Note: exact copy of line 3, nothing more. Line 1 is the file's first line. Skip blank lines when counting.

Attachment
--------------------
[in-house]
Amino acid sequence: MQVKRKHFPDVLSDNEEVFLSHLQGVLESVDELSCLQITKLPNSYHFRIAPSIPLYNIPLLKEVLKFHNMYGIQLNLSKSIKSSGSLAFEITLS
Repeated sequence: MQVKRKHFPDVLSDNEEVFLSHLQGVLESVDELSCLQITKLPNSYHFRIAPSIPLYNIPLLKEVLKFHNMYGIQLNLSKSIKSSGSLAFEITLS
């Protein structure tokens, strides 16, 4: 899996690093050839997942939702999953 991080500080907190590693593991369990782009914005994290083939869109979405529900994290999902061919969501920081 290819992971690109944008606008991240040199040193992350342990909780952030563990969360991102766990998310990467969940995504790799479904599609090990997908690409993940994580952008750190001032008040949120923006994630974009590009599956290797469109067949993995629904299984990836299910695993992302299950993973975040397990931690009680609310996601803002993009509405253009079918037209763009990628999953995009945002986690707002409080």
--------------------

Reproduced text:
Repeated sequence: MQVKRKHFPDVLSDNEEVFLSHLQGVLESVDELSCLQITKLPNSYHFRIAPSIPLYNIPLLKEVLKFHNMYGIQLNLSKSIKSSGSLAFEITLS